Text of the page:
There are a number of caveats that have been identified in the analysis presented in this paper. The first is that we were not able to determine the number of patients diagnosed with an STI where dPNt was not used. Even though the software simplifies PN delivery and provides real-time outcome data to the clinic, we cannot be sure that all patients are given the opportunity to use the software.

The second caveat is that this was an observational analysis of dPNt being used in the real-world setting and so does not have the structure and oversight that would be afforded by a research trial. This analysis has been done using the data from clinics that have opted in to use dPNt to support the delivery of their standard PN. This self-selection bias might limit the generalizability of the results to the rest of London and other cities in England.

The third caveat is that we have assumed that the patient was naïve to the use of dPNt and therefore the number of partners that were already seen and tested was captured after nonengagement. However, there will have been patients diagnosed more than once who will have used the tool previously. In addition, we cannot rule out the impact of the health care provider on how the dPNt is described to—and used with—the patient.

The fourth caveat is that this study chose a single year of analysis and compared the results to a national benchmark as opposed to a before and after the adoption of dPNt in each of the individual clinics. The latter approach would have enabled us to adjust for the baseline performance of each clinic; however, this was not possible because clinic adoption of dPNt was staggered between 2016 and 2018, when changes were being made to the software, such as the introduction of an integrated booking system, that would have affected performance.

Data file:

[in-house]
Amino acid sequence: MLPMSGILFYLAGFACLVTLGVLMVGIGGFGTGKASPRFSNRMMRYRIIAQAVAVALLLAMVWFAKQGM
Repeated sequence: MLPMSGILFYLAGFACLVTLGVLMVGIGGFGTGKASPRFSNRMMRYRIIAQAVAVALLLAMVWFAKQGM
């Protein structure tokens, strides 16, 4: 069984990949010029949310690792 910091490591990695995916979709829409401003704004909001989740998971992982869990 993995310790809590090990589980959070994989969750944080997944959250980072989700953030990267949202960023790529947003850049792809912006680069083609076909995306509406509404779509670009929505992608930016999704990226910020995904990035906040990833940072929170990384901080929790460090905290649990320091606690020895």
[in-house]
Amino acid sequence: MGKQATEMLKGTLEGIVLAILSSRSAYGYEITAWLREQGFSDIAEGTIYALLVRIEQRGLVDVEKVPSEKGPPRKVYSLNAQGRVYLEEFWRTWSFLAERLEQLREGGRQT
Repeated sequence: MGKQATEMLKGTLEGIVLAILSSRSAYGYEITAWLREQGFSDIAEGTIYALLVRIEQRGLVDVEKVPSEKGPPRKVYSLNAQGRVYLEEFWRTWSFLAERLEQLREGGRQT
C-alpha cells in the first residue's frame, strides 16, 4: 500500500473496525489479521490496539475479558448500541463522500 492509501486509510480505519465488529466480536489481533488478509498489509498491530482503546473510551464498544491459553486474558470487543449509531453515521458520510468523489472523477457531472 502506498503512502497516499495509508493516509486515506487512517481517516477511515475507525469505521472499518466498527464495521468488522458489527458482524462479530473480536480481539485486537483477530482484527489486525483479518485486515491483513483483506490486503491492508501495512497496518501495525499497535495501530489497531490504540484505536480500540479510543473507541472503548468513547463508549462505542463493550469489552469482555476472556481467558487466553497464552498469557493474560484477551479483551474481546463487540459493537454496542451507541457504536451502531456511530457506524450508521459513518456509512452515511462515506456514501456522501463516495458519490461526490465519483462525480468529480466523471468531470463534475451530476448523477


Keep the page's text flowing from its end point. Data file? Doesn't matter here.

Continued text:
The final caveat is that the adjusted aggregate PHE data include some of the clinics using dPNt and this is going to increase national PN performance and reduce the effect size of dPNt. In 2019, the 23 providers using dPNt for gonorrhea and syphilis managed 7.7% and 10.7%, respectively, of the total diagnoses made that year in England.

Evaluation during the development of dPNt showed that the services were acceptable to patients, partners, and health care providers. We now have a behavioral confirmation in the real world setting that a significant fraction of patients in 2019 did engage with dPNt and that automatic reporting by the software contributes significantly to the number of prospective partners reported as being seen and tested.

Multiple behavioral interventions are being planned and we are keen to support independently evaluated randomized controlled trials to understand the impact of future changes in dPNt use and software features. The value of dPNt to patients, partners and health care providers is likely to increase disproportionately as more testing services adopt the platform and stakeholders benefit from the network effect. These early results support the potential to scale up dPNt to deliver more effective PN.